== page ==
Do the Duggars really have room for one more? 20 kids and counting is the latest announcement from the family that keeps on growing.
If you have a preemie, you're probably wondering what all this equipment is and what it does. Here is a list for you to checkout and research.
The NICU can be a nerve-racking place for mom, dad and baby, with bright lights, beeping monitors and a busy staff. The staff works hard to provide a comfortable and healthy surrounding for your baby, The lights are often times dimmed and babies' isolates are sometimes covered to decrease the light and noise to help promote that surrounding.
Kangaroo care is a form of skin-to-skin contact between a parent and their preterm baby. The baby, wearing only a diaper, is held in an upright position against the parent's bare chest. The baby is held this way for 20 minutes to four hours a day. This is called Kangaroo Care because it is similar to the way a baby kangaroo is snuggled against its mother. Discover more and get started making the most of your time with your preemie today.
While the goal is for every baby to be born healthy and at full term, the reality is premature birth, also known as preterm birth, is the number one obstetric problem and the number one cause of death for newborns in the United States.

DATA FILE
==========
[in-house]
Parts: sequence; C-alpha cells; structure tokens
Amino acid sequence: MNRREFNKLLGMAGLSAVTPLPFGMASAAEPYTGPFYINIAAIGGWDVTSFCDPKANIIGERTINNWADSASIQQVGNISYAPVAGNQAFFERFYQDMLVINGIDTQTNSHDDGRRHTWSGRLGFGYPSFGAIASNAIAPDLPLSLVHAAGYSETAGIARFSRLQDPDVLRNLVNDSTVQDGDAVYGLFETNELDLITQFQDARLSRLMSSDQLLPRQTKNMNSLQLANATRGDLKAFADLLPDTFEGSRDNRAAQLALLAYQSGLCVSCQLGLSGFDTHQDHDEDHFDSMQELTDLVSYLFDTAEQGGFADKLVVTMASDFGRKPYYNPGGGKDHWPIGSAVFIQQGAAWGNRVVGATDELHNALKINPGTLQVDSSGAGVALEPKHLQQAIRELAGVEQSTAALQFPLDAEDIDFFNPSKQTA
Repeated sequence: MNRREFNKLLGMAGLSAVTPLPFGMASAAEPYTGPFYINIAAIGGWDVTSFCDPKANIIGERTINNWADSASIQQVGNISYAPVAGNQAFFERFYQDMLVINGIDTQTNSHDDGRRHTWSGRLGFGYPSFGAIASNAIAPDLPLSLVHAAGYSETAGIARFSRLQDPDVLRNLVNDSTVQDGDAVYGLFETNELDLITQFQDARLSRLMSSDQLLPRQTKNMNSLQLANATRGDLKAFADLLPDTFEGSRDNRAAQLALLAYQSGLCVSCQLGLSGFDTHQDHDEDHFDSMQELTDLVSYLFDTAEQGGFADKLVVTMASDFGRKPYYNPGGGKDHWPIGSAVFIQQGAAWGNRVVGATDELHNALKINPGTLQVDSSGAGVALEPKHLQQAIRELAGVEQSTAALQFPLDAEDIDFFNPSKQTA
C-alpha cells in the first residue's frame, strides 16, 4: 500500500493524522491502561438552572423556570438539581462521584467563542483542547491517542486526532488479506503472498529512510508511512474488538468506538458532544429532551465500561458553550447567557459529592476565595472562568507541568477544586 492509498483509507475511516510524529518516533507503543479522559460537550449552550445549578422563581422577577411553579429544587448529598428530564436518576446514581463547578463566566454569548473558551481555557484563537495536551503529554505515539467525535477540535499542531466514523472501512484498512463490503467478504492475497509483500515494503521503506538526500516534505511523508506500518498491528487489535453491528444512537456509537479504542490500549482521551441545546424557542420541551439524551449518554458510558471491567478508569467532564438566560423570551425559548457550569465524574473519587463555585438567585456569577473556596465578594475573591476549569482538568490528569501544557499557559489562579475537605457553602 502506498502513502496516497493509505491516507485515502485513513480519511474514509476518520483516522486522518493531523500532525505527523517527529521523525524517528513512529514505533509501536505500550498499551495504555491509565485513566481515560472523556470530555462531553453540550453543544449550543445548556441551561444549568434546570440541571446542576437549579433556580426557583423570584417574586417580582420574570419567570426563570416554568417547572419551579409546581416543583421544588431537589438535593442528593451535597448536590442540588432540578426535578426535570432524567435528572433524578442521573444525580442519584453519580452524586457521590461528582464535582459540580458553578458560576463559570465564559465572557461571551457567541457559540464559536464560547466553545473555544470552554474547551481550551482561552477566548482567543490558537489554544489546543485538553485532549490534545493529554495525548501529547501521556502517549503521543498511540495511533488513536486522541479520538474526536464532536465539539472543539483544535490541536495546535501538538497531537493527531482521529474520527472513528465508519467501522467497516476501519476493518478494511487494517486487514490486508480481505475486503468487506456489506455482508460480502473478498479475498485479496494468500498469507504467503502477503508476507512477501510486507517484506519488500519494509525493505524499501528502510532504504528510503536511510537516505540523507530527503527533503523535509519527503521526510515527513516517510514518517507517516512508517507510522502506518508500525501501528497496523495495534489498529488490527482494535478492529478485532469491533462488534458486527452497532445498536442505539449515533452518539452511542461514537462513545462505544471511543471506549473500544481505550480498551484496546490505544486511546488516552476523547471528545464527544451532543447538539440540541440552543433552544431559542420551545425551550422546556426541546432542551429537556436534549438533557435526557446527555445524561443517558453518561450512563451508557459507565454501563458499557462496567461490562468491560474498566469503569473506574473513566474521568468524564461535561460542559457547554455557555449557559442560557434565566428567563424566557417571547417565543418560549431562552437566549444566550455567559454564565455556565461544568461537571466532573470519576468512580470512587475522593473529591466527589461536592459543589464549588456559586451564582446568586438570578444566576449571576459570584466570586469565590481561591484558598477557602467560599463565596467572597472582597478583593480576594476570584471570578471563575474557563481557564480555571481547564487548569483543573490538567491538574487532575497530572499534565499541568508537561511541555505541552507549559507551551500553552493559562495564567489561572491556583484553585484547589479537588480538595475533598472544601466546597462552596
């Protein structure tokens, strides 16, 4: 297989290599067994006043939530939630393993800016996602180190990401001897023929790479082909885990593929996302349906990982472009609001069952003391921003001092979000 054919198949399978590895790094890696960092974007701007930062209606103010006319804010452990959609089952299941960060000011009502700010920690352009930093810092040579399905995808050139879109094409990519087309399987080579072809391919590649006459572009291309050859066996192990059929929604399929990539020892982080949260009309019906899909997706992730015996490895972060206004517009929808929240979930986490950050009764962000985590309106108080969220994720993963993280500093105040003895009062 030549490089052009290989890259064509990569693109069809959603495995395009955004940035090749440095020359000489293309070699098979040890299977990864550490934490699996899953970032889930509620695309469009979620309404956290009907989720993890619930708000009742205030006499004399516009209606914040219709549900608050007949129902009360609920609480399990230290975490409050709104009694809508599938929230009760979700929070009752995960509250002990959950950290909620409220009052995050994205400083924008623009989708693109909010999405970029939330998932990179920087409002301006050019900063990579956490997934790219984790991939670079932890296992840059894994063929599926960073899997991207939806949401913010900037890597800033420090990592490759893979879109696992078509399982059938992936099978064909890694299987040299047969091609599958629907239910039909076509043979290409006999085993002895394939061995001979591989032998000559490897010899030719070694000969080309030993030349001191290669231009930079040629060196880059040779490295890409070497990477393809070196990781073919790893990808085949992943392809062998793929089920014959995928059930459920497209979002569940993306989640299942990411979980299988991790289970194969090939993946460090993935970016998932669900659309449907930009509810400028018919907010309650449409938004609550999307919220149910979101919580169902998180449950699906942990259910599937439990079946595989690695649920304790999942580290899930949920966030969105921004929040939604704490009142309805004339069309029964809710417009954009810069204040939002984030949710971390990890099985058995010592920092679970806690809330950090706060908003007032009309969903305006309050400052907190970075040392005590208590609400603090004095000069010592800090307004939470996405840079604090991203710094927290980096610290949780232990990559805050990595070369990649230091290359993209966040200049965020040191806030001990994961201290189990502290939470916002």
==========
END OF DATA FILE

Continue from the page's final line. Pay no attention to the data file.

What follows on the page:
It's natural to have mixed emotions when you take your baby (or babies!) home from the Neonatal Intensive Care Unit. You're thrilled to have Cherub all to yourself, but struggle with doubts: Can you really care for this fragile being? Do you really understand what that care consists of?
Your infant is in need of specialized care that only a NICU and specially trained staff can deliver. The environment that you entered into may be confusing, scary and overwhelming for all concerned. All you want to do is hold your child and not let go.
Babies born before the 37th week of gestation are considered to be born prematurely. The risk of complications increases the earlier the baby is born. Below is a list of the most common complications that a premature newborn may face.
For most parents of preemies, some sense of vulnerability lingers after homecoming. Many parents find themselves vigilantly watching for any signs of trouble, ever ready to intervene and fearing that the saga of prematurity will never end.
by Dianne I. Maroney